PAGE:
And then it hit me - well what's the point of that? I didn't want the new film to turn into a Platinum Dunes schlock-fest, but it struck me just now how potentially tedious this new remake may be. I think Chloe Moretz has a chance to be just brilliant here, but honestly, what's the goal here? So it's comparable to the original? Okay...

Classic Rewind: Return of the Bad Men (1948)

Ray Enright directed a handful of "B" Westerns at RKO in the late 1940's beginning with an unremarkable farmers vs. outlaws tussle in Trail Street ('47) before bringing back the same key cast members for the more skilled and noir-ish Return of the Bad Men ('48).

This time Randolph Scott and Robert Ryan are on opposite sides of the law, with the latter playing one of his more cold-blooded and vile roles as the notorious Sundance Kid. (Some other famous outlaws make appearances, like Billy the Kid and the Younger and Dalton Gangs.)

Scott, rather fittingly, plays the open-minded U.S. Marshall pent on enacting his revenge on Sundance and his bank robbers pent on sweeping through the Oklahoma Territory. Among their rag-tag clump of misfits is the beautiful Cheyenne, a woman who tries to defect from the group after she's captured and offered reprieve by the grinning and chiseled Vance (Scott).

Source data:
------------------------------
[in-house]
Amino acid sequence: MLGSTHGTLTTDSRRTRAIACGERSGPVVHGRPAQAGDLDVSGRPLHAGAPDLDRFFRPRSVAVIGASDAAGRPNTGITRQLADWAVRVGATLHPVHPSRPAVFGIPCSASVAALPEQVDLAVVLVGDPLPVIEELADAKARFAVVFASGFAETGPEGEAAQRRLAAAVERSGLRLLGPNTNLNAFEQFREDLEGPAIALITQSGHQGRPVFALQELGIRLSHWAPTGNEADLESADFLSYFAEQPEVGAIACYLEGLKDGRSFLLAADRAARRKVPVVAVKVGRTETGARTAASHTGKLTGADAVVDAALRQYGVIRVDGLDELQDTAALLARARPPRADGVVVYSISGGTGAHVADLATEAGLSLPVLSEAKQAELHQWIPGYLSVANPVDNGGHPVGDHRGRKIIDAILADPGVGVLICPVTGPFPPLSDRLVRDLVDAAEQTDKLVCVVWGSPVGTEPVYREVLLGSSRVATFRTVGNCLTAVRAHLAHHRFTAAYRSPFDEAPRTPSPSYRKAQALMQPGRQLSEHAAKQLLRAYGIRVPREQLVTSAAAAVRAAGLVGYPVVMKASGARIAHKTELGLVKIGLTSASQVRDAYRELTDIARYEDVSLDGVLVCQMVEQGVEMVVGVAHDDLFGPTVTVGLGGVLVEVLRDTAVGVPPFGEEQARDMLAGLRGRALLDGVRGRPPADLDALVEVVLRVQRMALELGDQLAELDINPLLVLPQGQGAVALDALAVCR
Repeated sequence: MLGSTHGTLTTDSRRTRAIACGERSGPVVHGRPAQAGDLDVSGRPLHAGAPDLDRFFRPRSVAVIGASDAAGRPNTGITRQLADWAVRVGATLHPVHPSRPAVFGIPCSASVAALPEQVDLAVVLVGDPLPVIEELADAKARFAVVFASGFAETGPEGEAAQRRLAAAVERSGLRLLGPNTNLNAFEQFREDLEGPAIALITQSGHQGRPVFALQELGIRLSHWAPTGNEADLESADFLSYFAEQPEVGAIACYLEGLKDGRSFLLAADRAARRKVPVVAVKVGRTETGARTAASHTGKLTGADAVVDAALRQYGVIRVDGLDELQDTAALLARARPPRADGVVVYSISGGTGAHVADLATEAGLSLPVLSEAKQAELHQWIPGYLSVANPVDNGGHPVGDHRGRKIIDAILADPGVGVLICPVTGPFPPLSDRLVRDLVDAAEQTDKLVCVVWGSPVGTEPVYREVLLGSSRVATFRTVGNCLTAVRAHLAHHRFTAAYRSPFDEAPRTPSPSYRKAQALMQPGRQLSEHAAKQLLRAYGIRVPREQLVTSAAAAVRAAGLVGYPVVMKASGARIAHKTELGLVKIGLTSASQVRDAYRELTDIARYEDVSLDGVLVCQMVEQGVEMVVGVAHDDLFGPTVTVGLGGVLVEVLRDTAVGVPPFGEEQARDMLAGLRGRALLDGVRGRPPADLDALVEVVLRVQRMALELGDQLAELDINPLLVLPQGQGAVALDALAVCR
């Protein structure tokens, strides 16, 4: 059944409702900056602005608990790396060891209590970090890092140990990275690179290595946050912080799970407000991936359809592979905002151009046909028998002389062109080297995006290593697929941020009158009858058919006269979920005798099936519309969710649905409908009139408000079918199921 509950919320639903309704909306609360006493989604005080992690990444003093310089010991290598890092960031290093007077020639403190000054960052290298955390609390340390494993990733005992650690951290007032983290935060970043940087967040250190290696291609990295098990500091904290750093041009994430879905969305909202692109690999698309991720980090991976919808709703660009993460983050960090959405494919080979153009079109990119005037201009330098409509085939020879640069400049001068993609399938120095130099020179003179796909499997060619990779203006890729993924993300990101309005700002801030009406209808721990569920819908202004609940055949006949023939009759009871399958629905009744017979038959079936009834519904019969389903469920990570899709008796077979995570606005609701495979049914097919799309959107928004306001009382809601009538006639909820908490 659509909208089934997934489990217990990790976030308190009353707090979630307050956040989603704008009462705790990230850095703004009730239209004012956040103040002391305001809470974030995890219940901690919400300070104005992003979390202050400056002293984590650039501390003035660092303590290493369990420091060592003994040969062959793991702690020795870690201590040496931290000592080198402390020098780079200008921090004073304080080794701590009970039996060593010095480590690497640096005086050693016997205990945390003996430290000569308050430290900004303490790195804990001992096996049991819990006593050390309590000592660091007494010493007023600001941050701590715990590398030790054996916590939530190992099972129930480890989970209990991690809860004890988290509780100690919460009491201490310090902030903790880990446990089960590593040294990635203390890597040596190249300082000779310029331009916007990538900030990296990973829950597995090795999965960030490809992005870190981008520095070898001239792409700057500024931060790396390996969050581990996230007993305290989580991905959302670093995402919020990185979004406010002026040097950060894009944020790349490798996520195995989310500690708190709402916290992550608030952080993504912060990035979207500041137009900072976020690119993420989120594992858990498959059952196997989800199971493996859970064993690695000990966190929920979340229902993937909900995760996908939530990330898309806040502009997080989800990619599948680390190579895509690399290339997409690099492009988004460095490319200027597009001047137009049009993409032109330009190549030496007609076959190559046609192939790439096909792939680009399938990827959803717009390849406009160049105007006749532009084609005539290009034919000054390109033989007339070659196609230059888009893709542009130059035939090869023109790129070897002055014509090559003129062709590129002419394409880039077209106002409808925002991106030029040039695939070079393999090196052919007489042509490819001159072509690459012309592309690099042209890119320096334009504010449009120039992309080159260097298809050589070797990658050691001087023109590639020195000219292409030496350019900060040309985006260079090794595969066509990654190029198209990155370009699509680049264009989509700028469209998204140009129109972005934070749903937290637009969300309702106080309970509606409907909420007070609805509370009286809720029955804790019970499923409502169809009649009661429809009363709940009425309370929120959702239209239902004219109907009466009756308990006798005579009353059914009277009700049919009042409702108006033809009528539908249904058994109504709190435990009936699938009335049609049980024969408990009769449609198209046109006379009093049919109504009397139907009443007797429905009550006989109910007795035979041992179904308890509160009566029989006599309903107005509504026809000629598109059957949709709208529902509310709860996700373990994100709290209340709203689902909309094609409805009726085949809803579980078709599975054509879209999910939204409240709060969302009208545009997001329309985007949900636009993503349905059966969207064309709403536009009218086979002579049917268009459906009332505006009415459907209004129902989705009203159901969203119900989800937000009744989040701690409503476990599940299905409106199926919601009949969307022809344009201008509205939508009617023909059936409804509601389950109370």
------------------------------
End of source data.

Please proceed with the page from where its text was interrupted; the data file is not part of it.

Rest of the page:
If a bit too impaired by its B-movie trappings, the film, like many RKO Westerns at the time (Blood on the Moon for example) was heightened by a brooding sense of style and metaphysical comeuppance that resembles the thematic trademark of classic film noir.

There's certainly traces in the arc of Cheyenne (played by Anne Jeffreys), the bank robber-turned-telegrapher who tries to bury her past with the prospects of her future and ends up paying the price. And certainly in the way cinematographer J. Roy Hunt films Ryan as the be all end all bad guy from hell.

Enright's no slouch, either - just watch the opening bank heist or the quiet, climactic shootout to see trademark examples of ratcheting tension through a measured, cautious approach. Return of the Bad Men isn't and shouldn't be a Western staple, but it's a buried artifact ready to be unearthed by willing viewers. [B+]

Friday, September 10, 2010

Review: The Last Exorcism (2010)

If there's one thing audiences can't get enough of its James Cameron...but if there's another it's the mockumentary horror film - those spooky, micro-budget camcorder frighteners that play the lost-footage game all the way to the end.